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For 40 days, it has been quiet. 

In the Episcopal church, we use the “Alleluia” refrain in every liturgy, except during Lent. 

It’s a type of fasting in and of itself, to not use this word. It’s not that we don’t praise God, or thank Him during Lent. And we’re not fasting from joy itself. We’re just observing a time of introspection. A quiet period of contemplation about the journey of Jesus that led Him to Golgotha.

When I left the Baptist church, I was in my own period of quiet contemplation. It wasn’t Lent, it was actually more around summertime. 

There was a stirring in my spirit that led me to lay down my keys to the church that had been my home for several years and walk out of that building into something……….else.

I’m not even going to lie. I was afraid.

And weary.

I visited several churches in the months that followed, but nothing “settled” on me. I felt like I was caught in an endless cycle of spiritual homelessness, with nowhere to feed my soul, or find rest.

It wasn’t that I necessarily wanted physical rest, but there was that as well. I had always, always been active in my churches. Pianist, teacher, VBS leader, prayer warrior. I was always there, ready to help, to go above and beyond for the sake of the call on my life as a Christian.

Oftentimes, if you have this type of willing spirit, you will be taken advantage of. People will assume that you will shoulder any and all responsibility and they will often readily let you.

But the problem was also with me. My workaholic tendencies slip into my spiritual life as much as they do my professional life. And my evangelical background taught me that even if you were saved by faith, if you weren’t actively participating in that faith in legalistic ways, you weren’t exactly a “good” Christian.

Most evangelical churches don’t come out and explicitly say this, but it is implied. Over and over again. 

The focus is often on how many come to church and how much they give when they do. They older I got, the more the focus on these numbers went from making me uncomfortable to downright pissing me off.

So I started looking. Baptist churches, Presbyterian churches, non-denominational: all of these, I’m sure, would have eventually welcomed me with open arms. 

But I was not only weary, I was wary. What would they want from me? And would that be the only thing that gave me worth in their eyes? Would I be just another desperately needed number, or tithe?

I want to stop here and say that I do not disparage my Baptist background. Quite the opposite. My upbringing helped to inspire my deep appreciation for the spiritual and supernatural. I would not be who I am without that foundation.

There are issues with any denomination, my current one included. But my point is, I was no longer at home in it. And try as I might, and I really, really tried, I could not make it so. 

Fast forward to yesterday evening. I make a one hour drive to Jackson and walk into St. Philip’s Episcopal church. It’s not my “home” church, but it’s special to me. 

I walk in and take a seat and let my mind get transported into the creation story, the valley of the dry bones. I think my spiritual upbringing was the assembling of my own bones, my later experiences in the evangelical church as laying the sinews and skin upon them, and my most recent journey as the breath that brought everything to life.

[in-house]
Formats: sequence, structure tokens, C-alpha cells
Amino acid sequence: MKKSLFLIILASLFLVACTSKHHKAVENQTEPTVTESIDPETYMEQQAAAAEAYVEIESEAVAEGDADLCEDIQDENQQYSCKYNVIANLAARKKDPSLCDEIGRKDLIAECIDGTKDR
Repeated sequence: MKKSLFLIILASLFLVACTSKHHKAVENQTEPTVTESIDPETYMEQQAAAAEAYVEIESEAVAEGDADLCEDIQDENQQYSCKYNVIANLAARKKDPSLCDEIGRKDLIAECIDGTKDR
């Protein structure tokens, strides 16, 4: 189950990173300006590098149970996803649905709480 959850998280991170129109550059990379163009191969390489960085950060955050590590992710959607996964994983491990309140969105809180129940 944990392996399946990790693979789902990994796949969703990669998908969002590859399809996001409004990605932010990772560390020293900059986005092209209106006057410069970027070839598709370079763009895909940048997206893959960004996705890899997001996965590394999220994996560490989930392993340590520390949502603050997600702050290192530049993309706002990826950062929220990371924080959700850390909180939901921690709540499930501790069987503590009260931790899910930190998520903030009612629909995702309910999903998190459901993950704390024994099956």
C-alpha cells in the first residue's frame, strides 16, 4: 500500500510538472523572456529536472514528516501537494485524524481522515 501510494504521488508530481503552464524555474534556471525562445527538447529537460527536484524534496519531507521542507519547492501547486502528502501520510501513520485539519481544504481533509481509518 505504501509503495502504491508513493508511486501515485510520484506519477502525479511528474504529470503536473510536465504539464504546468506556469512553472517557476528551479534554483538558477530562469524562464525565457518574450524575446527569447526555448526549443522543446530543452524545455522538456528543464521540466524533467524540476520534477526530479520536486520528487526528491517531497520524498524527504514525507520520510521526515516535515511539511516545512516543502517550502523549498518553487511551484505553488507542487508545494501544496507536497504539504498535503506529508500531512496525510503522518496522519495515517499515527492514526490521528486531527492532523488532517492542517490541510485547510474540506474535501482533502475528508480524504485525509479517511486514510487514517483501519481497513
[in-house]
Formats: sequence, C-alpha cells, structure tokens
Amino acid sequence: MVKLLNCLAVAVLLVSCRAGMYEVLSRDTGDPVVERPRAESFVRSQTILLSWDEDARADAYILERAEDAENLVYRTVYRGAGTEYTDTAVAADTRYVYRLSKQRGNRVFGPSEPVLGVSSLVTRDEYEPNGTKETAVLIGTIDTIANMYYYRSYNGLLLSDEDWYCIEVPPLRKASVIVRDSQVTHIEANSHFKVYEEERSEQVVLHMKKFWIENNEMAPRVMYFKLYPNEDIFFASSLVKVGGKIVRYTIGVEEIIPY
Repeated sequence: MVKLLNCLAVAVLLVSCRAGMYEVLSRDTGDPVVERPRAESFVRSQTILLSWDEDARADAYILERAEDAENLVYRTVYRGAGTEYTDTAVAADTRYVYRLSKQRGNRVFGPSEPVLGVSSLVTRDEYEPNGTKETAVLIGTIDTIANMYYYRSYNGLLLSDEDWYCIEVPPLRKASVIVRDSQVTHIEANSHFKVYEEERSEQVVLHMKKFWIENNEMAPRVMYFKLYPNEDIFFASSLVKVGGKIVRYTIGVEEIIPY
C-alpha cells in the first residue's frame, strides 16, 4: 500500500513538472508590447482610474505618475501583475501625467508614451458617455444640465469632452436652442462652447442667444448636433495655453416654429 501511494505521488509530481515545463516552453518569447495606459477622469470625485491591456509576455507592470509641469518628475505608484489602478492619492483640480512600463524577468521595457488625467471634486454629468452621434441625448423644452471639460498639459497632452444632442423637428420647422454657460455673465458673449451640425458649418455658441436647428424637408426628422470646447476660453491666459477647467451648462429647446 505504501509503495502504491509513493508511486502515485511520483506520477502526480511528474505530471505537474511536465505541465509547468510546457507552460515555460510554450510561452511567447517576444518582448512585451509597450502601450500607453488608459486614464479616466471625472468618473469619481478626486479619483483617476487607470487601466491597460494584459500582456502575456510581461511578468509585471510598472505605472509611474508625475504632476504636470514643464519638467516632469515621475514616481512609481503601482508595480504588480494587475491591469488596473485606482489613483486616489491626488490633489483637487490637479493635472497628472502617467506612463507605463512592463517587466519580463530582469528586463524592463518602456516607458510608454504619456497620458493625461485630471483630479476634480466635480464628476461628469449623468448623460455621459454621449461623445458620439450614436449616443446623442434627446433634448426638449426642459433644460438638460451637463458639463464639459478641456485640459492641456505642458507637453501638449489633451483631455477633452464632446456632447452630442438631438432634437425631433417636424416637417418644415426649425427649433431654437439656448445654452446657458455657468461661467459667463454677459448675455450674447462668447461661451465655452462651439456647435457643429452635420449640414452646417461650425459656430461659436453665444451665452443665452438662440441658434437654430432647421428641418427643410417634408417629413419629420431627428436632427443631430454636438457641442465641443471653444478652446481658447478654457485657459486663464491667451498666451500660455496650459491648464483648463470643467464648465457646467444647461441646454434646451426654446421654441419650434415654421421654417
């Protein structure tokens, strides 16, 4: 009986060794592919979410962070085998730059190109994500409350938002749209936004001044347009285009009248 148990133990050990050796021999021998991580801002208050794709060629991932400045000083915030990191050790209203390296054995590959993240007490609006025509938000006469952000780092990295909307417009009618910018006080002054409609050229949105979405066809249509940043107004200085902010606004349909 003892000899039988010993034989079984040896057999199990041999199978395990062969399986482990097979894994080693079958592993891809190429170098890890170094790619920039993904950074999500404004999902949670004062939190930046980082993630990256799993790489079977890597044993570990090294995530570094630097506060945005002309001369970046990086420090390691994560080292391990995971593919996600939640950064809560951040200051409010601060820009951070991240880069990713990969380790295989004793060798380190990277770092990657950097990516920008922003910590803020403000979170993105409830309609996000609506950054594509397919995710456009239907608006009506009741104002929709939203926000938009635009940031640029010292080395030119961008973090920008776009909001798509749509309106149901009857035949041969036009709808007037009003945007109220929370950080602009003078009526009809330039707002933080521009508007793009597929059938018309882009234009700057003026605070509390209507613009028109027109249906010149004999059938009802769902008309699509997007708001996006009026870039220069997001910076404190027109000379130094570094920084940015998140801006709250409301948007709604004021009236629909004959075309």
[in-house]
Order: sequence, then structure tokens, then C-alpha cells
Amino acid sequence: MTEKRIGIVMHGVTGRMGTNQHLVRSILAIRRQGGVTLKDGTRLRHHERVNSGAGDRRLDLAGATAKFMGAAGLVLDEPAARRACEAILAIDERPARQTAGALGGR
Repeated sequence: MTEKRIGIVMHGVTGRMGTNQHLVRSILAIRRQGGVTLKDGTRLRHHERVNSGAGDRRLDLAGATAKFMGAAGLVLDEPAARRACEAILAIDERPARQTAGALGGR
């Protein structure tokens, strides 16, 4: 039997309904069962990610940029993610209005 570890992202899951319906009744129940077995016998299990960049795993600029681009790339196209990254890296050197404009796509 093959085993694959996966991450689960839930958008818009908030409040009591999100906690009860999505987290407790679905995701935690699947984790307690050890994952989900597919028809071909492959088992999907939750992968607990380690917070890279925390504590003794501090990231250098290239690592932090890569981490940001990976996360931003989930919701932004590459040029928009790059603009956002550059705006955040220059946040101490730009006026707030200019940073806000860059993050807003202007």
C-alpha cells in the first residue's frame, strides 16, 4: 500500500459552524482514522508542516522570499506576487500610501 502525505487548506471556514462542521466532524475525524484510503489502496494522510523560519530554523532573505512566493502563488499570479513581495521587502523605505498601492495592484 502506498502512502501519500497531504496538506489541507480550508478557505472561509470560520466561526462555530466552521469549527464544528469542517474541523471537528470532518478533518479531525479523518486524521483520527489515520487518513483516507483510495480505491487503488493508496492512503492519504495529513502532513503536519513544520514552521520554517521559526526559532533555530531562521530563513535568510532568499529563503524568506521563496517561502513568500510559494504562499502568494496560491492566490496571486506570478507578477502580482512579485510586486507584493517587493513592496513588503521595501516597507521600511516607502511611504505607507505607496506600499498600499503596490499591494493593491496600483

Our Bishop presides over the service. During his sermon, my eyes sting with tears as he reflects upon stories from his own life. He compares how God takes what is broken, and redeems it, gives in new purpose. 

I know he speaks with humility and sincerity, because he is a former alcoholic. And now he is Bishop of the state Diocese. 

As I sit there, I think about how my own redemption story started in this same building. I’m there tonight for an Easter Vigil service and to celebrate the resurrection of my Lord. 

5 years ago, I sat across the aisle in the same building, tears not stinging my eyes but flowing freely, as I remembered the life of one of the best friends I ever had. And what I didn’t know at the time, was that there was a resurrection happening that day as well. 

My own.

From that moment forward, my life hasn’t been the same. Scales, one by one, began to fall away from my eyes and I eventually found exactly the place and people that I felt, and still feel, absolutely certain that I should be and call my spiritual family. 

It felt like, and has probably looked like, my life did a sharp 180. In some ways, I suppose I did. Some of the things that I had adopted as part of my belief system in my younger days did not survive the refining process. Some are still being burned away. Some are ingrained deeper and more profound than ever before.

But I don’t think of my spiritual resurrection as a 180 shift in who I was. I think of it as a natural progression from where I had been to where God was ready for me to go.

I don’t think Eric had to die for me to get there, either. But I think if he knew how much I’d grown as a person, and as a Christian in the years since his death, he’d be incredibly proud and supportive. 

So I sat there last night, listened, sang, prayed, accepted the bread and wine, renewed my baptismal covenant. 

I watched as the dimly lit room was brought to full brightness with the proclamation of “Alleluia! Christ is risen!” The incense filling the room. The voices of the choir swelling with an Alleluia song. 

This morning, at my own church, we “flowered” the cross, as is our Easter tradition. 

Once again, the message of how God transforms the ugly into something beautiful. 



We exchange God’s peace with one another. I feel the tangible presence of love everlasting in the room. Joy in our hearts. Alleluias on our lips. 

I am home.